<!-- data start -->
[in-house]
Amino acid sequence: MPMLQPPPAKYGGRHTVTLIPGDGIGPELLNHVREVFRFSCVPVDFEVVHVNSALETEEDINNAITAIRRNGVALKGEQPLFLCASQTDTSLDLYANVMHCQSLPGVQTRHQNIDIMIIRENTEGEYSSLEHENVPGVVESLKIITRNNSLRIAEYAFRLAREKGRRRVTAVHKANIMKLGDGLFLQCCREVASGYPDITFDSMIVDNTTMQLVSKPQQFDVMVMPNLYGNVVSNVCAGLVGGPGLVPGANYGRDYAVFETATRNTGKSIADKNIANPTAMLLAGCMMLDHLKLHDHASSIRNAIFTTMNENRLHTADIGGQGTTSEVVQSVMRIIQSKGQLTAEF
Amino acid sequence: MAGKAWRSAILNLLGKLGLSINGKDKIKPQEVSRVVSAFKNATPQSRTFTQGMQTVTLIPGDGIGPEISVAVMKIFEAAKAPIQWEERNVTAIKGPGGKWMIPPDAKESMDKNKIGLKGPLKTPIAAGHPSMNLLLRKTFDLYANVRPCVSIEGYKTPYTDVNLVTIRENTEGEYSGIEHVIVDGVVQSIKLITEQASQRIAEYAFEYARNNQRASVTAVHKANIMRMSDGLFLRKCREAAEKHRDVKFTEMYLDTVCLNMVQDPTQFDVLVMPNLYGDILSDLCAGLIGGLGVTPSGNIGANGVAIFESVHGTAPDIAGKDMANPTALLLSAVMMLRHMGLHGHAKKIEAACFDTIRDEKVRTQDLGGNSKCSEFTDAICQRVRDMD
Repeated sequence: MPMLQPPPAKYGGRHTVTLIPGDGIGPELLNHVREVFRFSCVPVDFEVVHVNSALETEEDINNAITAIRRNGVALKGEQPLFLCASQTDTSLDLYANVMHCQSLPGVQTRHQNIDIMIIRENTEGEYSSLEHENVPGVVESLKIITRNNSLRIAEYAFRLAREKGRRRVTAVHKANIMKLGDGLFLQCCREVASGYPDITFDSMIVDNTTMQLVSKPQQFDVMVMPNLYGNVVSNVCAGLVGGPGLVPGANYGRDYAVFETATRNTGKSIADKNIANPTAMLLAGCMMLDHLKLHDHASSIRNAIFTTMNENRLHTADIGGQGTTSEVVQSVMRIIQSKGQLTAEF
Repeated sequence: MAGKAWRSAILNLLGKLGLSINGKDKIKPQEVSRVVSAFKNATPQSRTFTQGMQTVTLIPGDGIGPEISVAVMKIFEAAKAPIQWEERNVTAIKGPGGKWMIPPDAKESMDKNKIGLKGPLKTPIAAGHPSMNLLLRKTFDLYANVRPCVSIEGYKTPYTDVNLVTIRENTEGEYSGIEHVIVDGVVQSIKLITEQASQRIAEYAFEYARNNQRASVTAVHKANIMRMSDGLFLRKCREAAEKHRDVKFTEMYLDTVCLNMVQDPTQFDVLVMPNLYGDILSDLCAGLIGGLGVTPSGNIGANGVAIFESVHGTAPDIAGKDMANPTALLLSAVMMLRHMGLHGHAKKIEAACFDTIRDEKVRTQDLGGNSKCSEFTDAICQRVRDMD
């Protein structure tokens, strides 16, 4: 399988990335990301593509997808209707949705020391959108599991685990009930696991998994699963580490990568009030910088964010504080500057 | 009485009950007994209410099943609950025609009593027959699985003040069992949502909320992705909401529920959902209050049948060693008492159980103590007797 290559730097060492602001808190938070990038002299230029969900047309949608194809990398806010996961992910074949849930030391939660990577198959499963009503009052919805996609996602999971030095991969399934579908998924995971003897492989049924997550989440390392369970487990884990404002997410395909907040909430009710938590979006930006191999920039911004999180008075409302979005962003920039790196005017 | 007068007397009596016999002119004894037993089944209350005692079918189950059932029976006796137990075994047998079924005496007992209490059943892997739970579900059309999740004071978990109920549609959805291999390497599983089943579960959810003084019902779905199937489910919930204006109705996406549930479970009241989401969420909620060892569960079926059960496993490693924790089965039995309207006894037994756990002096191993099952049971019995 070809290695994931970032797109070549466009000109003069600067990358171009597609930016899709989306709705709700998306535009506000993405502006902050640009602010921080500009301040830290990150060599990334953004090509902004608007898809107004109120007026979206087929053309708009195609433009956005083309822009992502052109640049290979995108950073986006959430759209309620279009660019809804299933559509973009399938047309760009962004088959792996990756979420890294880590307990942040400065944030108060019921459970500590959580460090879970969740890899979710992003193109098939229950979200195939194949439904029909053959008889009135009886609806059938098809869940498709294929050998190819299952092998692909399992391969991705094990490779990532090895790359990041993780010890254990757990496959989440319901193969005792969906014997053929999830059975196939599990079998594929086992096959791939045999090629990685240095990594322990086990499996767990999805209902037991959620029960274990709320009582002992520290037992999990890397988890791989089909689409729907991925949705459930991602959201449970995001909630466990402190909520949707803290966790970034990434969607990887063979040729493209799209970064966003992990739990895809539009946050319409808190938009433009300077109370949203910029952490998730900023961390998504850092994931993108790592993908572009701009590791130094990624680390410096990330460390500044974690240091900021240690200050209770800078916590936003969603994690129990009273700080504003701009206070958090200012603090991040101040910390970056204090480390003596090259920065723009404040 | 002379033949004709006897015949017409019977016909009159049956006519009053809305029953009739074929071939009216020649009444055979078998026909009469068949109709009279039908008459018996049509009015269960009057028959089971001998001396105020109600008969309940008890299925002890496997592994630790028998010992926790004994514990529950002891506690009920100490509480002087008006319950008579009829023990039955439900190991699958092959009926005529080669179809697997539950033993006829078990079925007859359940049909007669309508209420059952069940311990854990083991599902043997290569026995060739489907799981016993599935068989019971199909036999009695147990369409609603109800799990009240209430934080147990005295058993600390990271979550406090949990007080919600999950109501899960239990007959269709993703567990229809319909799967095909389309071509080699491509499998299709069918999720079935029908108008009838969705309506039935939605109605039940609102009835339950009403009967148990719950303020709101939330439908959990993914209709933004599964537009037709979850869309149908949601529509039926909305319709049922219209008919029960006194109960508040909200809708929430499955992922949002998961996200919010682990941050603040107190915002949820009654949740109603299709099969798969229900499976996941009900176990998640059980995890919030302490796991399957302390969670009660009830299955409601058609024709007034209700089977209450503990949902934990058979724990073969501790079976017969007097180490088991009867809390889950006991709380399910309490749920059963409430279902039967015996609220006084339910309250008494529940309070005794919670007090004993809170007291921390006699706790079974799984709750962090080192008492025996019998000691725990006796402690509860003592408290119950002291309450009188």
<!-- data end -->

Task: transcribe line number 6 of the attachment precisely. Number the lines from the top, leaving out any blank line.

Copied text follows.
């Protein structure tokens, strides 16, 4: 399988990335990301593509997808209707949705020391959108599991685990009930696991998994699963580490990568009030910088964010504080500057 | 009485009950007994209410099943609950025609009593027959699985003040069992949502909320992705909401529920959902209050049948060693008492159980103590007797 290559730097060492602001808190938070990038002299230029969900047309949608194809990398806010996961992910074949849930030391939660990577198959499963009503009052919805996609996602999971030095991969399934579908998924995971003897492989049924997550989440390392369970487990884990404002997410395909907040909430009710938590979006930006191999920039911004999180008075409302979005962003920039790196005017 | 007068007397009596016999002119004894037993089944209350005692079918189950059932029976006796137990075994047998079924005496007992209490059943892997739970579900059309999740004071978990109920549609959805291999390497599983089943579960959810003084019902779905199937489910919930204006109705996406549930479970009241989401969420909620060892569960079926059960496993490693924790089965039995309207006894037994756990002096191993099952049971019995 070809290695994931970032797109070549466009000109003069600067990358171009597609930016899709989306709705709700998306535009506000993405502006902050640009602010921080500009301040830290990150060599990334953004090509902004608007898809107004109120007026979206087929053309708009195609433009956005083309822009992502052109640049290979995108950073986006959430759209309620279009660019809804299933559509973009399938047309760009962004088959792996990756979420890294880590307990942040400065944030108060019921459970500590959580460090879970969740890899979710992003193109098939229950979200195939194949439904029909053959008889009135009886609806059938098809869940498709294929050998190819299952092998692909399992391969991705094990490779990532090895790359990041993780010890254990757990496959989440319901193969005792969906014997053929999830059975196939599990079998594929086992096959791939045999090629990685240095990594322990086990499996767990999805209902037991959620029960274990709320009582002992520290037992999990890397988890791989089909689409729907991925949705459930991602959201449970995001909630466990402190909520949707803290966790970034990434969607990887063979040729493209799209970064966003992990739990895809539009946050319409808190938009433009300077109370949203910029952490998730900023961390998504850092994931993108790592993908572009701009590791130094990624680390410096990330460390500044974690240091900021240690200050209770800078916590936003969603994690129990009273700080504003701009206070958090200012603090991040101040910390970056204090480390003596090259920065723009404040 | 002379033949004709006897015949017409019977016909009159049956006519009053809305029953009739074929071939009216020649009444055979078998026909009469068949109709009279039908008459018996049509009015269960009057028959089971001998001396105020109600008969309940008890299925002890496997592994630790028998010992926790004994514990529950002891506690009920100490509480002087008006319950008579009829023990039955439900190991699958092959009926005529080669179809697997539950033993006829078990079925007859359940049909007669309508209420059952069940311990854990083991599902043997290569026995060739489907799981016993599935068989019971199909036999009695147990369409609603109800799990009240209430934080147990005295058993600390990271979550406090949990007080919600999950109501899960239990007959269709993703567990229809319909799967095909389309071509080699491509499998299709069918999720079935029908108008009838969705309506039935939605109605039940609102009835339950009403009967148990719950303020709101939330439908959990993914209709933004599964537009037709979850869309149908949601529509039926909305319709049922219209008919029960006194109960508040909200809708929430499955992922949002998961996200919010682990941050603040107190915002949820009654949740109603299709099969798969229900499976996941009900176990998640059980995890919030302490796991399957302390969670009660009830299955409601058609024709007034209700089977209450503990949902934990058979724990073969501790079976017969007097180490088991009867809390889950006991709380399910309490749920059963409430279902039967015996609220006084339910309250008494529940309070005794919670007090004993809170007291921390006699706790079974799984709750962090080192008492025996019998000691725990006796402690509860003592408290119950002291309450009188």